It Was A Dark and Stormy Night

By Sonya Rhen



Michael was sitting at his computer. ​​ He was staring at the blank screen. ​​ Where to start? ​​ It was a dark and stormy night​​ popped into his head. ​​ Then he pictured Snoopy on his dog house sitting at his typewriter. ​​ That wouldn’t do. ​​ 

Ann came in behind him. ​​ She ran her fingers through his hair. ​​ Michael felt a shiver run up his spine at her touch.

“What are you doing?” she asked.

“I’m trying to write,” Michael answered without looking up at her. ​​ “I don’t have a lot of time.”

“Am I bothering you?” Ann asked coyly.

Michael breathed out heavily through his nose. ​​ He didn’t want to be rude, but he was anxious to get some writing in this evening.

“What are you writing about?” she asked, when he didn’t answer.

“I guess that’s the trouble.”​​ ​​ Michael ran his fingers through his brown hair, straightening the​​ tufts​​ that Ann had ruffled.

“You should write about Vampires,” Ann suggested, “or zombies.”

“They’ve been done to death,” Michael couldn’t help saying.

Ann groaned. ​​ Then she smiled broadly.​​ ​​ “You could write about me.”

“Me!” Ann repeated.

“That’s crazy.”​​ ​​ Michael stabbed at the keyboard. ​​ He typed “Title” and under it he typed “by Michael Jameson”.

“That’s not much of a title,” she read over his shoulder.

“I haven’t thought of one yet.”

“What’s so crazy about it?”
Michael picked up the cup of coffee sitting on the desk next to his computer. ​​ He took a sip while he tried to remember her previous train of thought.​​ ​​ “Nothing, I guess.”

“Is that coffee?” Ann looked at the cup closely. ​​ “You’ll be up all night.”

Michael raised his eyebrows at her.

“Whatever,” she continued,​​ ​​ “I still think you should write about me. ​​ I’ve always wanted to be in a book. ​​ Maybe you could call it Ann of White Picket Fences?”

He thought about the picket fence that ran along the front face of the house. ​​ They were not great gardeners. ​​ It was overgrown with bushes and vines. ​​ He shook his head, “You don’t spell your name with an ‘e’. ​​ I don’t think it would work.”

Michael felt Ann swirling the hair on top of his head with her finger. ​​ It triggered that spot in the middle of his back. ​​ He squirmed.

She whispered in his ear, “I could help you brainstorm. ​​ I could be a foreign spy on a top secret mission, ‘Tell me all your secrets, darling.’”

He chuckled at her Natasha Fatale impression. ​​ A glance out the window told him that the sun was setting.  ​​​​ He looked anxiously at the clock on the computer.​​ ​​ “It’s really nice of you to offer to help, but…”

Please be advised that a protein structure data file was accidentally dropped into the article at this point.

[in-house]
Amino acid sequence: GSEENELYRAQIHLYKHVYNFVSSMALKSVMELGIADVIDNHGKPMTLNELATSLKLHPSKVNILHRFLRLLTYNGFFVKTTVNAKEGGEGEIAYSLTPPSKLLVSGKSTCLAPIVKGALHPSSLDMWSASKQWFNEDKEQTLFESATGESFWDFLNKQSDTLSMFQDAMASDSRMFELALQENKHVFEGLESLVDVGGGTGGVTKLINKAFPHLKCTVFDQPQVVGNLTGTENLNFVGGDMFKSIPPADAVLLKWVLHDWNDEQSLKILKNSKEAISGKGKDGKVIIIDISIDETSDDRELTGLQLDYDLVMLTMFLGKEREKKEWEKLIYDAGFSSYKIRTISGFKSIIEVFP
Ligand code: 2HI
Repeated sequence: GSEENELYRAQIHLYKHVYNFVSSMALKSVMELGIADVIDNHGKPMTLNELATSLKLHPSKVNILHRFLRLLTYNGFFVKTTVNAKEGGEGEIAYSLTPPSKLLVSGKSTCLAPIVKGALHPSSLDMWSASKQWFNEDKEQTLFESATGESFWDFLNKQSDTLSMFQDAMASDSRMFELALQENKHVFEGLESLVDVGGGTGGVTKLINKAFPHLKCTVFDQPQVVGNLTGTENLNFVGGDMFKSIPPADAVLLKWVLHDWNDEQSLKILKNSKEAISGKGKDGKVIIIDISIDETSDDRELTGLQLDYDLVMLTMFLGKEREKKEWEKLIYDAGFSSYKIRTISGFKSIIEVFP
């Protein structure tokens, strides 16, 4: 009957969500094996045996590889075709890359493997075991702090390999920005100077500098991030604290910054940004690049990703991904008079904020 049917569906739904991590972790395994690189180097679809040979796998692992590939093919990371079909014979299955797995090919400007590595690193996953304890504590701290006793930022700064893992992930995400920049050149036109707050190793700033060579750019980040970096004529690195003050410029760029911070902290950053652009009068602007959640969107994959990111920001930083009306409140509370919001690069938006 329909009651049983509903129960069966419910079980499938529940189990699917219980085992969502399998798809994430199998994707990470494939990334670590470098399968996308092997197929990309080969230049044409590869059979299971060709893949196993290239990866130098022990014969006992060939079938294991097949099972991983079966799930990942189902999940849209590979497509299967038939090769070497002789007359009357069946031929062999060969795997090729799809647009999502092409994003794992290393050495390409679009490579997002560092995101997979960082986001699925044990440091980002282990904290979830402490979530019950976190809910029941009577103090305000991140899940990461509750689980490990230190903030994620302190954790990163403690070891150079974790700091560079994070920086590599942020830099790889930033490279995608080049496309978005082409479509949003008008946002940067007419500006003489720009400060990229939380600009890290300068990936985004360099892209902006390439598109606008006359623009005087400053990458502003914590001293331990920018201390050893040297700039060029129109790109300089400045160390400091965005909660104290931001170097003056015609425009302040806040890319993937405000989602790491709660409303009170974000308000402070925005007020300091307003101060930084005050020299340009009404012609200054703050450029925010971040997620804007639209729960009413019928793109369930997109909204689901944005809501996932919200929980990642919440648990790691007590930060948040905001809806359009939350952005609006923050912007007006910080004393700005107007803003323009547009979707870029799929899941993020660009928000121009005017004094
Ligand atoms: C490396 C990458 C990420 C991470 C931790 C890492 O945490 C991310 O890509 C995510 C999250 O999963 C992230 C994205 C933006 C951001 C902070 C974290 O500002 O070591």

​​  “Why won’t you write about me?” Ann insisted. ​​ “I’m fun and interesting. ​​ I’d make a great character in your book. ​​ You never write about me.”

He looked at her pouty face and sighed.​​ ​​ “I’ll dedicate the book to you.”

He wanted to write something exciting, maybe a mystery or thriller. ​​ He’d need a tough character. ​​ Thoughts of Dashiell Hammett or Mickey Spillane ran through his head. ​​ Ann just didn’t fit in that picture. ​​ 

“You’ve never been anywhere foreign,” Michael reminded her. ​​ He felt like holding down a key, any key, on the keyboard, just so he wouldn’t see all that blank space on the page.

“It’s fiction,” Ann said, “I could be whatever you wrote me to be. ​​ It could be a present. ​​ Our anniversary is coming up.”

Michael didn’t even notice the crinkles in his forehead forming at that suggestion. He gave a non-committal, “Hm.”

“A ghost story!” Ann breathed with excitement.

“Ghosts are so trite,” Michael said without thinking.

“Oh!,” Ann exclaimed.

Michael felt a stab of regret at the sound of her voice. ​​ He was going to pay for that remark for a long time. ​​ He turned in time to see her form vanish through the closed office door.

He turned back to the computer in front of him, even though he knew it would be too late. ​​ He frowned down at the long hard nails and furry hands that hovered uselessly over the keyboard.

“Stupid full moon.”


About The Author

Sonya Rhen is an author of science fiction, poetry and other fiction books. She was born, raised and still resides in the Pacific Northwest with her husband and two children. She also shares her home with two dogs, two cats and a lonely catfish.

She tries to add humor to her writing whenever she can. “Space Tripping With the Shredded Orphans” is her debut novel and the first book in her ‘Shredded Orphans’ series. For more information, visit Sonya’s website at